How dare you show up whenever you damn well please, seizing upon opportunities to exploit Ryan’s most vulnerable moments?

Go <#%$ yourself. Stay the &?!$ away from us.

Sincerely,
Neil

PS: You didn’t win.

Ryan made it to school. I made it work. Riley will have her hair just the way she wants it at the dance. And when you seized upon my kid, you left an opening. An opening for all the other kids at the stop to show you what they are made of. They didn’t take the cowardly route of preying on his weakness. They stood up to you. A bunch of sixth-graders trying to help a fellow classmate. They didn’t make fun of him. They didn’t roll their eyes.

I get to take that memory with me as well. In time the other image will fade, but that one will remain.

So stick that in your pipe and smoke it. This isn’t over.

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15 thoughts on “Dear Anxiety

  1. Fantastically said, Neil.

    Oh, the nearly incoherent, inarticulate, furious, torrent-of-expletive rants I’ve allowed myself. Autismn is part (a *part*) of my oldest son, and I am out-of-my-mind in love with him, including the quirky uniqueness that his autism contributes to his personality. However, when the anxiety, sensory overload, sleep deprivation, and (just for added fun) severe seasonal allergies decide he’s their target for the day, the skull splitting rage commences.

    Once, just one single time, I’d like to meet anxiety incarnate in a dark alley somewhere and thoroughly %¥#* him up! Then, to add insult to injury, show him a video of my guy’s little sister giving him a hug. Anxiety, there’s nothing you can do that a 4-year-old girl’s “big squeezy hug” can’t eventually fix.

    Take that, you pansy.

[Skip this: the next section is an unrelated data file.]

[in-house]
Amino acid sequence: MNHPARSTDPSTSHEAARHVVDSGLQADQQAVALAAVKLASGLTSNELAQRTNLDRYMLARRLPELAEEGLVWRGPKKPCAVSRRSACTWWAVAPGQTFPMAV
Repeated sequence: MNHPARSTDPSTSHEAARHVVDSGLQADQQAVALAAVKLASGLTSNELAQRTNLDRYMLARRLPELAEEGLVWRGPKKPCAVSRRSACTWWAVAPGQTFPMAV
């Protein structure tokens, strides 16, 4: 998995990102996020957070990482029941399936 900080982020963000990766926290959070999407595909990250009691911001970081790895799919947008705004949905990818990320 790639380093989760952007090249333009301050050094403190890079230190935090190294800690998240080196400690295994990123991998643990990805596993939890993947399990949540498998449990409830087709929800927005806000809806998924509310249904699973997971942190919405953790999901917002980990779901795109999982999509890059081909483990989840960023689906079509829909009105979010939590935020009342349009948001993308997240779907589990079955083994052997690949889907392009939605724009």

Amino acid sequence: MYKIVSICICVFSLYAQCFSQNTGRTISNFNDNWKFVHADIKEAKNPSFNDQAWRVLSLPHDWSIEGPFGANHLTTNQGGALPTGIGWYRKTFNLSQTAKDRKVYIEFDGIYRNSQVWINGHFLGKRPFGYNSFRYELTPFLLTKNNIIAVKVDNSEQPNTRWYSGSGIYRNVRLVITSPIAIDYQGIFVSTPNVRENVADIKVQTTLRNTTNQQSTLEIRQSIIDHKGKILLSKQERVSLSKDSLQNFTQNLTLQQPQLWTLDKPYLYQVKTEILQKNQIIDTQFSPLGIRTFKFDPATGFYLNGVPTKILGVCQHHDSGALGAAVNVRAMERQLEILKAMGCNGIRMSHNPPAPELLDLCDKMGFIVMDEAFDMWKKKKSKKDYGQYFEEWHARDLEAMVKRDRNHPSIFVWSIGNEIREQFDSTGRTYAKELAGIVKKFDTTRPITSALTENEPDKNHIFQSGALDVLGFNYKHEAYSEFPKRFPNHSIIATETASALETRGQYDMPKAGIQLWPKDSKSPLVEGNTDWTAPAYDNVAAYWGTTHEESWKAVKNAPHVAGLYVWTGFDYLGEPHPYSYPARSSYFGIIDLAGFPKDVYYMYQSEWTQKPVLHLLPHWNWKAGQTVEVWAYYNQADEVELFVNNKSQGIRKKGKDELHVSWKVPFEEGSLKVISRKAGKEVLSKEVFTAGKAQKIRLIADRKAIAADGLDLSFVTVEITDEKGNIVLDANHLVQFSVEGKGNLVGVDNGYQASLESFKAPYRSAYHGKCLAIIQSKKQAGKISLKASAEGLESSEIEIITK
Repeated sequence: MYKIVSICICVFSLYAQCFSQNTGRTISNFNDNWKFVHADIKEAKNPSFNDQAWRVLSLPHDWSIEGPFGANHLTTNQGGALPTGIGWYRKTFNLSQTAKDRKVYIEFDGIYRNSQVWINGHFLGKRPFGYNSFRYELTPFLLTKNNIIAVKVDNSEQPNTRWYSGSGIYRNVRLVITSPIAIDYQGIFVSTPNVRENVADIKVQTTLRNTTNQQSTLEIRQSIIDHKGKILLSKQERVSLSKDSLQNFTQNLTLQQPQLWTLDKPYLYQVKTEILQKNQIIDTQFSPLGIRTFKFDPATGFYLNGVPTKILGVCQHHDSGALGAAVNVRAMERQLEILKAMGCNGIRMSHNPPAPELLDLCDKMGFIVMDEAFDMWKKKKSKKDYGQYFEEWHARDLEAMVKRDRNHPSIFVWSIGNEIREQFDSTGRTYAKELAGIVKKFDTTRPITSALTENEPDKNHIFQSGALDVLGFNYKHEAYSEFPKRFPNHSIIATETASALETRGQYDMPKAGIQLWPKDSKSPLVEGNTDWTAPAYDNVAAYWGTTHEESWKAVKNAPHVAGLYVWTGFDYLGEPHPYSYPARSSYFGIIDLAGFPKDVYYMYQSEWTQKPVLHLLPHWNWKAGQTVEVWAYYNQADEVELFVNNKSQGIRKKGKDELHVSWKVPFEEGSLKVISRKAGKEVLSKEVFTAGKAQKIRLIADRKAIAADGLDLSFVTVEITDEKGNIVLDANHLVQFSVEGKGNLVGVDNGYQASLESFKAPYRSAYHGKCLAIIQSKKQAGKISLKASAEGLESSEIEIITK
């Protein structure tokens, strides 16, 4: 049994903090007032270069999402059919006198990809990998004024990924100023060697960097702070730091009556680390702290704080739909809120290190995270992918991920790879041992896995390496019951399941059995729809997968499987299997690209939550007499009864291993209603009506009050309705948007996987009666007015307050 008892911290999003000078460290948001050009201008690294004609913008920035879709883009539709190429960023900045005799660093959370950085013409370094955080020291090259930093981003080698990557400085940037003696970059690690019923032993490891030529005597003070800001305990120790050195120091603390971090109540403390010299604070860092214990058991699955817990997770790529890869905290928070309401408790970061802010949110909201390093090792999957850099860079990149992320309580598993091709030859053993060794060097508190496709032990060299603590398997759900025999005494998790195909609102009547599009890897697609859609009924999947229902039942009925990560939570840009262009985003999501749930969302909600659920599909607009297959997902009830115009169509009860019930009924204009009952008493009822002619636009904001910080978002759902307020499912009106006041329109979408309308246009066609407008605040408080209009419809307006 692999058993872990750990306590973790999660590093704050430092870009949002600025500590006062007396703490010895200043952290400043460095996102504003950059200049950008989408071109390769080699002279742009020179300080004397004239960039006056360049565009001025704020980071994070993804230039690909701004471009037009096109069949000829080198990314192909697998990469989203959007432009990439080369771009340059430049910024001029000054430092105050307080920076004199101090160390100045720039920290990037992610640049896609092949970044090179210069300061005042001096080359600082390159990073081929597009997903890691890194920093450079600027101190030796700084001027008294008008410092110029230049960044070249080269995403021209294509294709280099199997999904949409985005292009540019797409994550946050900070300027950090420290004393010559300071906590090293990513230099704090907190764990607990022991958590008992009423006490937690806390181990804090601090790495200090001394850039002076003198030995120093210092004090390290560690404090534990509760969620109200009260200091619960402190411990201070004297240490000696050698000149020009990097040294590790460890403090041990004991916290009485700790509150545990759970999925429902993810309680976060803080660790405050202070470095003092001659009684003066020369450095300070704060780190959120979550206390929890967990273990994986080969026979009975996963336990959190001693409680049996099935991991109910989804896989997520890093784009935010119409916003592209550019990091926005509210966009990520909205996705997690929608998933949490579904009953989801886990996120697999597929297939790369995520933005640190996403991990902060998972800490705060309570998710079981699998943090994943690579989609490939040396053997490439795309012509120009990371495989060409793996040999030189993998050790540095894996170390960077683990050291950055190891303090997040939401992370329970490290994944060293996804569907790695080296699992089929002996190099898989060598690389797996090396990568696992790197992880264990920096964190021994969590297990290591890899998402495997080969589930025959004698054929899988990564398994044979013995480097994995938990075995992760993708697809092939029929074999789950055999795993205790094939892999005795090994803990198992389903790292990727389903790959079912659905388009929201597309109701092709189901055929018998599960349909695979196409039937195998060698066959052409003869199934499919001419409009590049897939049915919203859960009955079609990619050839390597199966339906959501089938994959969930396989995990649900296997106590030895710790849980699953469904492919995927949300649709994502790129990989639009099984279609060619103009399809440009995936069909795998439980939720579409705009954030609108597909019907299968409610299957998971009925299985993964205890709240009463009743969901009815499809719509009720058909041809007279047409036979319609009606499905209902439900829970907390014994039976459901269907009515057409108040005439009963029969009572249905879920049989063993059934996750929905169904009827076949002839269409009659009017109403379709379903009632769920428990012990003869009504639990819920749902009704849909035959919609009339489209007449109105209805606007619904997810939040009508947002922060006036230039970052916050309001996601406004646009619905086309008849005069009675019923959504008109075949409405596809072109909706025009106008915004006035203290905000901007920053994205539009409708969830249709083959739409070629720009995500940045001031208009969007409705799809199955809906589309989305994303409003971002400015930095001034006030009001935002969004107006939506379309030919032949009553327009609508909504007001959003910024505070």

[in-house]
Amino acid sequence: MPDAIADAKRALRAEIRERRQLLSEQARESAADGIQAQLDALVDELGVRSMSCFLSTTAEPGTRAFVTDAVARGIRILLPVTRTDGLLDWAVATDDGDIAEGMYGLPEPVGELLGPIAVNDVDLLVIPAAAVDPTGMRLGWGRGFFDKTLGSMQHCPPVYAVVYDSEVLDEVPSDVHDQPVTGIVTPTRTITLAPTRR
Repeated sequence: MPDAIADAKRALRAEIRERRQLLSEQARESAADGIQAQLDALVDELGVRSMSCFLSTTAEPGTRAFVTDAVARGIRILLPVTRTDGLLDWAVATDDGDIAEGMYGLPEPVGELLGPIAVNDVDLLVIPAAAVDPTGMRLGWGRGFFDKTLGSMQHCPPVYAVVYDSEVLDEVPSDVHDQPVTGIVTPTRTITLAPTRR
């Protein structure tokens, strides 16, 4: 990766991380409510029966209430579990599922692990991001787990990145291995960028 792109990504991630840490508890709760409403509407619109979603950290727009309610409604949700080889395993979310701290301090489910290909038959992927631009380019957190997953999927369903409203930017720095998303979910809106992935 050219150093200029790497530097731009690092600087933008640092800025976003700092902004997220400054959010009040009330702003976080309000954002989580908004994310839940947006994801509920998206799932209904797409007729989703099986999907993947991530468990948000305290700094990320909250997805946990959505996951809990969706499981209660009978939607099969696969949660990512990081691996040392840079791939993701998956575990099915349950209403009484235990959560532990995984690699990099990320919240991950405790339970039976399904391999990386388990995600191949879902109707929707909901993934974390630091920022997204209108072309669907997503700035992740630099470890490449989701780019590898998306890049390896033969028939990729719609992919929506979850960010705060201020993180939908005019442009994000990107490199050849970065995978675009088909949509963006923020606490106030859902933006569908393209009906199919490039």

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  2. So a couple of post-scripts to this morning’s fun.

    1) I got off the train back at my home station only to discover I couldn’t find my car keys. Called my office – they weren’t there. I literally made the train by 5 seconds this morning, sprinting up the stairs just before the door shut. I figured I must have dropped them. While waiting for Veronica to show up with the backup set so I could drive home and trying to figure out how much this was going to cost me, I spied an employee locking up the station office, which normally closes many hours earlier. I asked him if by chance anyone had turned in a set of keys. He said he thought they had and invited me inside. Yep, there they were.

    So thanks to some good Samaritan, who could have just as easily driven off in my car as turned in the keys, I got them back. So make that TWO positive memories I will take from today

    2) Ryan’s regular bus, driven by the regular driver, showed up right on time this afternoon. Ryan hopped down the stairs as if this morning never happened.

    Onward!

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  3. Ok big hockey guy – stop making me cry! Every time I read one of your posts lately the tears start welling! LOVE the beautiful empathy shown by Ryan’s bus mates – they get it! How amazing is that? You & Veronica did some fancy dancing that morning – one hell of a pasa doble